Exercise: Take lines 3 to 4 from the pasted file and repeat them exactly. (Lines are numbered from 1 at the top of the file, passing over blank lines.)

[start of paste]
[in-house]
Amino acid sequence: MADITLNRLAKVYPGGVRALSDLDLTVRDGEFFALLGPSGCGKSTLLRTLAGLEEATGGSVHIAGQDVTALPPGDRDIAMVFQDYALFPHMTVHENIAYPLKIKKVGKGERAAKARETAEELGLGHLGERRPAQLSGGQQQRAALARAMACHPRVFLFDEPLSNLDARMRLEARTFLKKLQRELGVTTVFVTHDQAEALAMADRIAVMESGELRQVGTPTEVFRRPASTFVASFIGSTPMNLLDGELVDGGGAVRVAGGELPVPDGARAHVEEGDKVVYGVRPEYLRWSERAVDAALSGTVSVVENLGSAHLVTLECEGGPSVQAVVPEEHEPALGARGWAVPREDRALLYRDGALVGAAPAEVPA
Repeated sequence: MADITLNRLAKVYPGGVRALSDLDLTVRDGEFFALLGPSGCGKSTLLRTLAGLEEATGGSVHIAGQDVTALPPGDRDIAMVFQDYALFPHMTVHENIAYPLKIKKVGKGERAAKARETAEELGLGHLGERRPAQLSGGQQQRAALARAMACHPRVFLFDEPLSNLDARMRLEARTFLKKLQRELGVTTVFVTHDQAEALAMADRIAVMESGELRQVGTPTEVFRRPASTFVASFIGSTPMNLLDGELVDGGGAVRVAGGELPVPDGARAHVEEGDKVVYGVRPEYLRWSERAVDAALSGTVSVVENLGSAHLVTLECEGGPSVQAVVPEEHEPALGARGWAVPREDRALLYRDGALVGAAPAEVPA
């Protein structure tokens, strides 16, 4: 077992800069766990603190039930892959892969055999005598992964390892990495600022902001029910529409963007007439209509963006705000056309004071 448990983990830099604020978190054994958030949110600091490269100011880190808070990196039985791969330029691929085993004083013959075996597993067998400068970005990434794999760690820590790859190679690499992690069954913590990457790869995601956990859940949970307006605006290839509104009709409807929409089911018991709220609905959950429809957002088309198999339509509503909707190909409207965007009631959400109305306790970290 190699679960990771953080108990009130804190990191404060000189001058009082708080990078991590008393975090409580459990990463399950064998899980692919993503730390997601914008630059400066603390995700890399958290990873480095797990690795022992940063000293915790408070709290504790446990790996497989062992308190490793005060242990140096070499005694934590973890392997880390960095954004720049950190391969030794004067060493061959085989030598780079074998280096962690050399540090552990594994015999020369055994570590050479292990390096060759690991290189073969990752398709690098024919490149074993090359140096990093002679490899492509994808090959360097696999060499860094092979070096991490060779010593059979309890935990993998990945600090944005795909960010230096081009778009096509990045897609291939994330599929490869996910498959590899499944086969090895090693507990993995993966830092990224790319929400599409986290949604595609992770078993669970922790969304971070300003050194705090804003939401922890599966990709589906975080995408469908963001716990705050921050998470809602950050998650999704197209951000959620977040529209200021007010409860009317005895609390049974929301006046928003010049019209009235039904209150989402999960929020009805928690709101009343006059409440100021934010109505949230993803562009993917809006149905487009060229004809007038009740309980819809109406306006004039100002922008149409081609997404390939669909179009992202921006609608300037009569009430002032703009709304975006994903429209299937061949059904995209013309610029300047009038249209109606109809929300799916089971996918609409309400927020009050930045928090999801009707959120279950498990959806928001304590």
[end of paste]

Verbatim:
Repeated sequence: MADITLNRLAKVYPGGVRALSDLDLTVRDGEFFALLGPSGCGKSTLLRTLAGLEEATGGSVHIAGQDVTALPPGDRDIAMVFQDYALFPHMTVHENIAYPLKIKKVGKGERAAKARETAEELGLGHLGERRPAQLSGGQQQRAALARAMACHPRVFLFDEPLSNLDARMRLEARTFLKKLQRELGVTTVFVTHDQAEALAMADRIAVMESGELRQVGTPTEVFRRPASTFVASFIGSTPMNLLDGELVDGGGAVRVAGGELPVPDGARAHVEEGDKVVYGVRPEYLRWSERAVDAALSGTVSVVENLGSAHLVTLECEGGPSVQAVVPEEHEPALGARGWAVPREDRALLYRDGALVGAAPAEVPA
């Protein structure tokens, strides 16, 4: 077992800069766990603190039930892959892969055999005598992964390892990495600022902001029910529409963007007439209509963006705000056309004071 448990983990830099604020978190054994958030949110600091490269100011880190808070990196039985791969330029691929085993004083013959075996597993067998400068970005990434794999760690820590790859190679690499992690069954913590990457790869995601956990859940949970307006605006290839509104009709409807929409089911018991709220609905959950429809957002088309198999339509509503909707190909409207965007009631959400109305306790970290 190699679960990771953080108990009130804190990191404060000189001058009082708080990078991590008393975090409580459990990463399950064998899980692919993503730390997601914008630059400066603390995700890399958290990873480095797990690795022992940063000293915790408070709290504790446990790996497989062992308190490793005060242990140096070499005694934590973890392997880390960095954004720049950190391969030794004067060493061959085989030598780079074998280096962690050399540090552990594994015999020369055994570590050479292990390096060759690991290189073969990752398709690098024919490149074993090359140096990093002679490899492509994808090959360097696999060499860094092979070096991490060779010593059979309890935990993998990945600090944005795909960010230096081009778009096509990045897609291939994330599929490869996910498959590899499944086969090895090693507990993995993966830092990224790319929400599409986290949604595609992770078993669970922790969304971070300003050194705090804003939401922890599966990709589906975080995408469908963001716990705050921050998470809602950050998650999704197209951000959620977040529209200021007010409860009317005895609390049974929301006046928003010049019209009235039904209150989402999960929020009805928690709101009343006059409440100021934010109505949230993803562009993917809006149905487009060229004809007038009740309980819809109406306006004039100002922008149409081609997404390939669909179009992202921006609608300037009569009430002032703009709304975006994903429209299937061949059904995209013309610029300047009038249209109606109809929300799916089971996918609409309400927020009050930045928090999801009707959120279950498990959806928001304590």